Let me start by saying that I have no doubt in my mind that us humans are having a negative effect on the world and the other species which inhabit it. However, this infographic by ‘Mother Nature Network’ – and by the way, I LOATHE use of the phrase ‘Mother Nature’ as it reminds me of the character ‘MOM’ in Futurama who is not the loving old biddy she promotes herself to be and conjures up an image of smug insincerity – only goes to show to me that we’re not being treated to the ‘real picture’ here. For once I would like to see what the net effect of our existence on this planet really is and not such a one-sided approach, even if this is an estimation. What I mean is that I so often see announcements of the amount of endangered species in the world and the invisible (or at times, blatant) finger pointing in our direction, much like a silent fart blamed on the autistic kid minding his own business, playing with the rubik’s cube in the corner. The repurcussion of such a portrayl of our apparent fault is that people start to think everything is hopeless and berate themselves. I, too, have been guilty of this, what with my idealistic tendencies and vegetarian ways. Guilt, in fact, was what drew me into abstaining from eating meat in the first place, but looking at it all from a logical perspective, berating oneself is not useful and just creates self-loathing where there should be action.

I wonder if it is as cut-and-dry as ‘it is our fault’. Statistics, after all, can be used for bad. In a recent meeting I attended as part of my day job, a colleague pointed out to the attendees that numbers and statistics mean nothing without comparative analysis and a degree of commitment to learn from mistakes. I thought to myself after hearing this, ‘how true’. In the context of our effect, how many species could we have actually saved or helped to create by mere proximity? Ultimately, what I want to see are numbers. Numbers that represent the GOOD we are doing so that I might be able to weigh the two in my mind and say, ‘well, we’re sort of dicks, but hey, we could be a lot worse given the circumstance! Now… to being better!’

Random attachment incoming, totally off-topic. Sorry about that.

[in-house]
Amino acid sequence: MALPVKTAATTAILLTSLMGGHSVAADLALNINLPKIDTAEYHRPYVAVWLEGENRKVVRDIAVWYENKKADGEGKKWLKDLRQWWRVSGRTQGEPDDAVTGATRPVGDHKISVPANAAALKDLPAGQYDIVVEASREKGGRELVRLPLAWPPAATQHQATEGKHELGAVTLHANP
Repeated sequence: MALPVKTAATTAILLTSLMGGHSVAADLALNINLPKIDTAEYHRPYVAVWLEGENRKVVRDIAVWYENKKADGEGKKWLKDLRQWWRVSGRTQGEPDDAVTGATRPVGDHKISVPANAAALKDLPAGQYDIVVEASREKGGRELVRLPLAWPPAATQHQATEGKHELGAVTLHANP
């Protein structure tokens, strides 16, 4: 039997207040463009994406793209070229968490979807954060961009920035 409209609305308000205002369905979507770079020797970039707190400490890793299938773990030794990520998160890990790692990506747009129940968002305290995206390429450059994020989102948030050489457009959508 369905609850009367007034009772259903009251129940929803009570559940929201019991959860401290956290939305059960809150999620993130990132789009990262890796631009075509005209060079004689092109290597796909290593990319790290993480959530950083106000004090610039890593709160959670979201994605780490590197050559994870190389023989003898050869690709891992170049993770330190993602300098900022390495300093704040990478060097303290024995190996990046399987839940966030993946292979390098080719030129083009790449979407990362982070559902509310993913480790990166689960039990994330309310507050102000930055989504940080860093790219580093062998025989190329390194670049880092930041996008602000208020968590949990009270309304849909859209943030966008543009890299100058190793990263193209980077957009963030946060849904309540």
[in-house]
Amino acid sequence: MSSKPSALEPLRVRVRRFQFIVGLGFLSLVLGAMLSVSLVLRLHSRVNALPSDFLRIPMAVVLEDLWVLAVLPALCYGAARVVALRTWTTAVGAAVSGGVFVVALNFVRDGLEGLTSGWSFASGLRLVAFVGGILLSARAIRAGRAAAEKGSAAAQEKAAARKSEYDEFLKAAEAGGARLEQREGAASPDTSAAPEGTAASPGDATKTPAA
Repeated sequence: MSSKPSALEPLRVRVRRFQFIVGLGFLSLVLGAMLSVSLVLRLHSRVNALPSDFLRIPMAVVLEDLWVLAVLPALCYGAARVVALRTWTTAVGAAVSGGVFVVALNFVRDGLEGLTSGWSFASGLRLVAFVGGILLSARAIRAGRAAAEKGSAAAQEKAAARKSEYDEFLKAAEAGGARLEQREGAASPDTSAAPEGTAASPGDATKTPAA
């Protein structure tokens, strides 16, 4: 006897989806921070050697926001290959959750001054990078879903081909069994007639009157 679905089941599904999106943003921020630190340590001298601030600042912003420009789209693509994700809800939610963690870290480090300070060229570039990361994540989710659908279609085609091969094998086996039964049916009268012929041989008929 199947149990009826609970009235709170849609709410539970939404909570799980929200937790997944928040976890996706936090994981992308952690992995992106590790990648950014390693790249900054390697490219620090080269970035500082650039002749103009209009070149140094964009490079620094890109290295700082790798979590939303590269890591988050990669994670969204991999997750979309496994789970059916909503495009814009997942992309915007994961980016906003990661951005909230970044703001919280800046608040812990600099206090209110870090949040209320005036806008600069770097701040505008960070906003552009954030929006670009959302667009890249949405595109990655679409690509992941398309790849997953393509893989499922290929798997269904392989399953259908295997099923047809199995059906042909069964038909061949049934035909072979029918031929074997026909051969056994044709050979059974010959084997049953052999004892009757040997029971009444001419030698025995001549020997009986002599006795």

I also wonder how much of other species extinction is due to a force outside of our control but that we simply assume fault and that this was not at all as nature intended it… Take bees, for example. Their ‘colony collapse disorder’ and what looks to be pending extinction, if we are to believe Einstein could possibly mean the demise of own species and those around us, but we don’t yet know why this has come to be. It would be so simple to say that it is all our fault. Indeed, one of the theories with regards to this mysterious decline is radiation from mobile phones. My thought is, maybe they were MEANT to die away, and for another species to evolve and take their place. Maybe it is life’s little way of reminding us that ‘evolution’ still applies here, even if we may have forgotten all about it.

There is a certain egotistical arrogance in assuming so melodramatically that we’re the problem and our effects are irreversible to the planet. Chernobyl, for instance – after the nucleur power plant went belly up and humans were vacating the area for fear of their safety – assumed it would never be inhabitable again, and now it is a ‘haven’ to wildlife.

I’m not suggesting what we’re doing here is fine; that we can rest our minds, keep destroying the ozone layer and its neat security system intended to protect all known life, keep destroying the coral reef, sucking the world dry of all oil and polluting the seas, skies and earth while washing it down with a nice gulp of animal slaughter. However, this planet is a self healing one, just as we are when we cut our skin, break our legs.. If we help the planet to recover a little, it will meet us part of the way but how can we even begin to reverse any damage we have done without knowing the extent of the damage we have caused..?

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Daydreams of the Deranged: The Super Villain.

If I were to be an office-themed super villian, I would be ‘The Shredderer’. Made mad by prolonged close contact with a perpetually-squeaking shredder, I vow to reek havoc on all who come in contact with me. My grin is maniacal, skin a sallow grey from a vitamin D deficiency caused by being locked in the stationary cupboard. I place a small dictaphone tape in the hand of my victims, with a recording of the same squeak that drove me mad so many years prior. I leave a trail of shredded paper nearby my victims, by way of a signature.

Ooh-er. Too much time in the office brings about some strange thoughts.